Recently, they wrote a detailed post on Project Pratima which is an initiative by the Payments Council of India (PCI) and the importance of standardising the icons used by payment apps in India.
From the problem statement to the approach used in design of these icons, this one makes for a good case study for anyone working on product design for the audience beyond Metros & T1 cities.
5. Labor Illusion
Dan & Louis-Xavier’s case studies in their growth.design newsletter are always filled with one good insight or two. I find their approach of discussing user journey & experience design highly engaging and fun.
This one on Brave browser’s onboarding is one good example of their work. You should check out their post to really experience the magic. Here’s the bit that really caught my attention.
I read it and felt like aha! I have felt it so many times.
By the way, if you’re someone who bothers about your browsers, you should give Brave a shot. It’s like Chrome, but with a lot more privacy & safety features.
If you’re more serious about your browsers, then I have one more recommendation. I just started using Arc browser, it’s pretty cool too. Lots of highly useful and some fancy features in a superb visual interface. Ping me if you need any invite for this one.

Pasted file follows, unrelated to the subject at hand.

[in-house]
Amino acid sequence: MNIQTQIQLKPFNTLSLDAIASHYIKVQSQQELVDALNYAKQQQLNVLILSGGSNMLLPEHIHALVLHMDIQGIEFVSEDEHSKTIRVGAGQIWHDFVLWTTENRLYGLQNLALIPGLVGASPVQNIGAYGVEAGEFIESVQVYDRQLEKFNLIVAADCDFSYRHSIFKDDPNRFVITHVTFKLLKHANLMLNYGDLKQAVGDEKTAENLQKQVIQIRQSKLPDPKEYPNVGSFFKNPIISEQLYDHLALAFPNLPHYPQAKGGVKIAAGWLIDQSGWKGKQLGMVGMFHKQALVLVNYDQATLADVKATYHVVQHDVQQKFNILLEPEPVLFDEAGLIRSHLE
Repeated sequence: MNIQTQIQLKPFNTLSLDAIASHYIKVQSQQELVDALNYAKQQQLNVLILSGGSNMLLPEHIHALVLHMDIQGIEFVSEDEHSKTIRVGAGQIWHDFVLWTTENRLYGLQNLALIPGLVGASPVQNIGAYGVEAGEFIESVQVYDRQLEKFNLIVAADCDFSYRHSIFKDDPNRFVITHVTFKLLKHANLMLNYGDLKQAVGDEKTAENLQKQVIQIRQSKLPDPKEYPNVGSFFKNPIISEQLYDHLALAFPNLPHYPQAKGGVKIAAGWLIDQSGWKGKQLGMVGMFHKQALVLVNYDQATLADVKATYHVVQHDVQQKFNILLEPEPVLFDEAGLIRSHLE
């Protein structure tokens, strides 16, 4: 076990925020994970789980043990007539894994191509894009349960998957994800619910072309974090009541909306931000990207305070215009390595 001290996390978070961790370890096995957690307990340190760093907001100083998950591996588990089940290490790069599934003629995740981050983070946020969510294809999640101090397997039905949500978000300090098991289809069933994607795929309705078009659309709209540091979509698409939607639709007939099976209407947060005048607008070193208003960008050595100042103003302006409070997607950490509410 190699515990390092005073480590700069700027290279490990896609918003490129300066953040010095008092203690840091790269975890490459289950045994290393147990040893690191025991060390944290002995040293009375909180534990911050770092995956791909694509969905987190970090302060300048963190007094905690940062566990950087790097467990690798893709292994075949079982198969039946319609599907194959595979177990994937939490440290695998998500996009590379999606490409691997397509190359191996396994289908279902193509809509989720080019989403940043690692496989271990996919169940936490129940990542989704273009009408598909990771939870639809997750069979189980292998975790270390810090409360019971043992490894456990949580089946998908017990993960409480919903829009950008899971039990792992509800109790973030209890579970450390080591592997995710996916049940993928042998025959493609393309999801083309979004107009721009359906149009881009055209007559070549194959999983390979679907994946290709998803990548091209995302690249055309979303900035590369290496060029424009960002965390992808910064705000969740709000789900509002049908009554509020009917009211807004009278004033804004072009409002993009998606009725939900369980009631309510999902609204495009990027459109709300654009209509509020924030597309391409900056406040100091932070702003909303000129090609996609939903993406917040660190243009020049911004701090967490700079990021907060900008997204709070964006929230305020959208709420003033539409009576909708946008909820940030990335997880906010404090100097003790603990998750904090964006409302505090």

I’m collecting some interesting reads in this section. They may or may not have any key takeaway or learning. I really enjoyed reading them and felt like sharing with you.
Some stories, it seems, have just enough currency to survive the ever-tightening gyre of the 24-hour news cycle, while others barely scratch the sides as they reach escape velocity and pass out the other end, unremarked upon.
We asked three highly esteemed investigative journalists what hope years-long investigations have in a landscape where a single tweet or tv appearance can dominate a weekend’s press, and asked: what happens when their hard-earned scoop lands not with a bang, but with a thud?
There are certainly bad quests that are hard, and (a few) good quests that are easy. But most of the remaining good quests are difficult to make profitable, require heavy research and development spend, or are just incredibly technically challenging, to the point of near impossibility.
If a prospect asked if they were speaking to a bot, we were not allowed to say Yes. We were also forbidden to say I’m not a bot, because I’m not a bot is exactly what a bot would say. Instead, when someone questioned Brenda’s personhood, we were told to say I’m real!
7. Everything else
Some random goodness from the internet:
#MissionImpossible Goosebumps! (via Morning Brew)
The clock at Schipol Airport - Amsterdam (via John Suder)
How do you decide which is the real Christmas Tree Capital of the World? (via Morning Brew)
Some of the best moon & earth photos from NASA’s Artemis I mission (via Morning Brew)
All South Koreans to become younger as the traditional age system is scrapped. I am not talking about how they look younger, but their actual age in numbers. (via Subbu)
This to that - because people have a need to glue things to other things. There is tool for everything now. (via YC newsletter)
How sign language innovators are bringing music to the deaf (via Storythings)
Bonus: Saharan’s work portfolio is really fun to explore!
Before we sign off, here's a lesson worth revisiting. I got it from Sari’s Startupy newsletter.
That's all for this week, folks!
I hope I've earned the privilege of your time.